Minted from 1837-1873, the coins came in four different varieties. They were phased out of production as the nickel gained popularity, but are still relatively common finds. Other varieties of half dimes include the flowing hair coin and the draped bust small and large eagles.
Barber dime and the Mercury dime
By far the most popular dimes for collectors are the Barber dime and the Mercury dime. Barber dimes were minted from 1892-1916, and the series includes one of the rarest American silver coins, the 1894-s, of with only nine known examples.
The Mercury dime is actually a capped Liberty, the wings representing freedom of thought. Both the obverse and reverse are thought to be symbolic of our entry into World War 1, as this was the first coin to feature the Roman fasces on the reverse.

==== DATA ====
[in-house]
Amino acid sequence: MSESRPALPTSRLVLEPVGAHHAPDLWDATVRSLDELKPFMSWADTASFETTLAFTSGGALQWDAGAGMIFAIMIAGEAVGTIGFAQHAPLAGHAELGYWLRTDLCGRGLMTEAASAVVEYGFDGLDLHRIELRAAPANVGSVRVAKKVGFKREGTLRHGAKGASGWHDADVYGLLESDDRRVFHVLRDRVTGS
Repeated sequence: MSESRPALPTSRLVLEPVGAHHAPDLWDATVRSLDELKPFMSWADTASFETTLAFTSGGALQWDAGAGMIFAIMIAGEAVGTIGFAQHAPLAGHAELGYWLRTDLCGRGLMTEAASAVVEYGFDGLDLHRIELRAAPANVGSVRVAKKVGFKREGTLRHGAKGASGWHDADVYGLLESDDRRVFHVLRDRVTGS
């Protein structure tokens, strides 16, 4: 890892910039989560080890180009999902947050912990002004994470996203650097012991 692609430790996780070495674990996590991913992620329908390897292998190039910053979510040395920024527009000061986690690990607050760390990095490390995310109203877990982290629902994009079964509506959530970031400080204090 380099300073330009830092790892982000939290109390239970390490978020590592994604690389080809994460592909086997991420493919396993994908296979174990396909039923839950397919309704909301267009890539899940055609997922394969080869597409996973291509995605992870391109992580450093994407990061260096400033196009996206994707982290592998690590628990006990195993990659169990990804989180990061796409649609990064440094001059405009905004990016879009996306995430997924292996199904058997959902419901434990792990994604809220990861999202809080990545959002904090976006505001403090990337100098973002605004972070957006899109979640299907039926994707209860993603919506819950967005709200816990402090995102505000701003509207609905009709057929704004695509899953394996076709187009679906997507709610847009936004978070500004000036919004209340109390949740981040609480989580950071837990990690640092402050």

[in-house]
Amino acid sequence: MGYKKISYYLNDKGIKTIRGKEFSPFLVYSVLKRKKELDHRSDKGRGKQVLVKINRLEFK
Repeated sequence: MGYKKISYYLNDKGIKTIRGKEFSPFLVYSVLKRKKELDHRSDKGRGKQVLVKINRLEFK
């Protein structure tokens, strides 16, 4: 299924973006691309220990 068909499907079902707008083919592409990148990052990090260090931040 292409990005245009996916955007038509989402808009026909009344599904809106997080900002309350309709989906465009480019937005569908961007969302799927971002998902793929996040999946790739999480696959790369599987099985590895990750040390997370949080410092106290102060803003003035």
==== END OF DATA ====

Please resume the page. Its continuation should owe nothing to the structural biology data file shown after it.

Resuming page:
Minted from 1916-1945, the rarest in the series is the 1916-d. Seated Liberty dimes, minted from 1837-1891, come in five varieties and many rare issues. Draped bust large and small eagles, capped bust, and Roosevelt dimes were also produced.
Twenty cent pieces were short-lived experiment, from 1875-1878, with general circulation coins only produced from 1875-1876. The coins were highly unpopular, as they were easily mistaken for quarters, much like the modern Susan B Anthony dollar. Quarters were produced beginning in 1796, with the draped bust small eagle, followed by the draped bust large eagle in 1804, and the capped bust from 1815-1828.